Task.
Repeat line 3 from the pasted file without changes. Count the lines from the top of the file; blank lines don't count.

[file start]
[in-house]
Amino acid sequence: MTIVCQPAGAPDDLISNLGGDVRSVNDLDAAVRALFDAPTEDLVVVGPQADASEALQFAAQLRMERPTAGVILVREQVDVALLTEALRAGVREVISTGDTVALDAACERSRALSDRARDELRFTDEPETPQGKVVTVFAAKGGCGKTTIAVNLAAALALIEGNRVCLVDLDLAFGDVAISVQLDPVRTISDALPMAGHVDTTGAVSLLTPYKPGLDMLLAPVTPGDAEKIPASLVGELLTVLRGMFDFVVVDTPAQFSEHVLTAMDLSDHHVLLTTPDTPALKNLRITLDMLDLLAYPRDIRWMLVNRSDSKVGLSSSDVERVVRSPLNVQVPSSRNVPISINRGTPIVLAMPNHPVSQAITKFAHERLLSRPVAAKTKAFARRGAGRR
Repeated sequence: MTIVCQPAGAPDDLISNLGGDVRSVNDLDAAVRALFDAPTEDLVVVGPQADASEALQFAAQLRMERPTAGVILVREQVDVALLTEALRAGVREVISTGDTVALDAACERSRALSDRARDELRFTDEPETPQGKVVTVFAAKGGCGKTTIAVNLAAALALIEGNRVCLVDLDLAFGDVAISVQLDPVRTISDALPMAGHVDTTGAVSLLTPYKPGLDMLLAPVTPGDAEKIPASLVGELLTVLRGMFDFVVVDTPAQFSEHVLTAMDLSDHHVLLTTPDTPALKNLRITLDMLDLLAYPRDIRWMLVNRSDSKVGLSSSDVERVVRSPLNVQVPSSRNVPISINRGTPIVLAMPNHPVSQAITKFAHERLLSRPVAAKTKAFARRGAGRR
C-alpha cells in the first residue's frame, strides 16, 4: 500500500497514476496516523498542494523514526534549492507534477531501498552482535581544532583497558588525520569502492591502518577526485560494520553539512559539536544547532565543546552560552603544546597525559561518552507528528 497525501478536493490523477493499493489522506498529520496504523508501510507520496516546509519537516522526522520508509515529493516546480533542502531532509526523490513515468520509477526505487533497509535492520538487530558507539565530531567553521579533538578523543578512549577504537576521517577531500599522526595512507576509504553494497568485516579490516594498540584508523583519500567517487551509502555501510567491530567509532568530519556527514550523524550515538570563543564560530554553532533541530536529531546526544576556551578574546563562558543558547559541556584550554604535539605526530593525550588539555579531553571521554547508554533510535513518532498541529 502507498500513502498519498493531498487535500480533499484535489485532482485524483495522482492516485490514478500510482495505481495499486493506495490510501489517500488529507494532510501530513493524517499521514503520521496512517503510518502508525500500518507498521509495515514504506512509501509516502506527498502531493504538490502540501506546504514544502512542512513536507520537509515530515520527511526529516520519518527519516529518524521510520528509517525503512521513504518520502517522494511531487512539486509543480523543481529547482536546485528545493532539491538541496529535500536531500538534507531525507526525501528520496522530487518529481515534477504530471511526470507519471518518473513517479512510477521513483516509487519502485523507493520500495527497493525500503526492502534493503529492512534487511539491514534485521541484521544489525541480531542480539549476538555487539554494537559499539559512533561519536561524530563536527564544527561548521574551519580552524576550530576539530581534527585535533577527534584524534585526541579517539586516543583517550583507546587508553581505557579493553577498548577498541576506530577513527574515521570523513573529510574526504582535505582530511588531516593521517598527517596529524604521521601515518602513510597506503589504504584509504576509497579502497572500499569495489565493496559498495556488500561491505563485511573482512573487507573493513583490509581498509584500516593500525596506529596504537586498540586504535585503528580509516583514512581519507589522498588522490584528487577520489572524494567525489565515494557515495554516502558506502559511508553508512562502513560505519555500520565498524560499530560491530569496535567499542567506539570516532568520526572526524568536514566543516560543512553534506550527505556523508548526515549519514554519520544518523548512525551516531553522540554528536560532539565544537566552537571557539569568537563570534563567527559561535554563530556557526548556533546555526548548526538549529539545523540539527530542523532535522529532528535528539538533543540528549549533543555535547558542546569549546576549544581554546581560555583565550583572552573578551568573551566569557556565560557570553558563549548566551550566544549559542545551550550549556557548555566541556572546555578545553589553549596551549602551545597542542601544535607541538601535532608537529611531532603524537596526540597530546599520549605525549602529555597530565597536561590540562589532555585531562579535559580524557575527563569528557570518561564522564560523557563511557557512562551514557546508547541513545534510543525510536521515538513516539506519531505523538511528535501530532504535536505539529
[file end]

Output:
Repeated sequence: MTIVCQPAGAPDDLISNLGGDVRSVNDLDAAVRALFDAPTEDLVVVGPQADASEALQFAAQLRMERPTAGVILVREQVDVALLTEALRAGVREVISTGDTVALDAACERSRALSDRARDELRFTDEPETPQGKVVTVFAAKGGCGKTTIAVNLAAALALIEGNRVCLVDLDLAFGDVAISVQLDPVRTISDALPMAGHVDTTGAVSLLTPYKPGLDMLLAPVTPGDAEKIPASLVGELLTVLRGMFDFVVVDTPAQFSEHVLTAMDLSDHHVLLTTPDTPALKNLRITLDMLDLLAYPRDIRWMLVNRSDSKVGLSSSDVERVVRSPLNVQVPSSRNVPISINRGTPIVLAMPNHPVSQAITKFAHERLLSRPVAAKTKAFARRGAGRR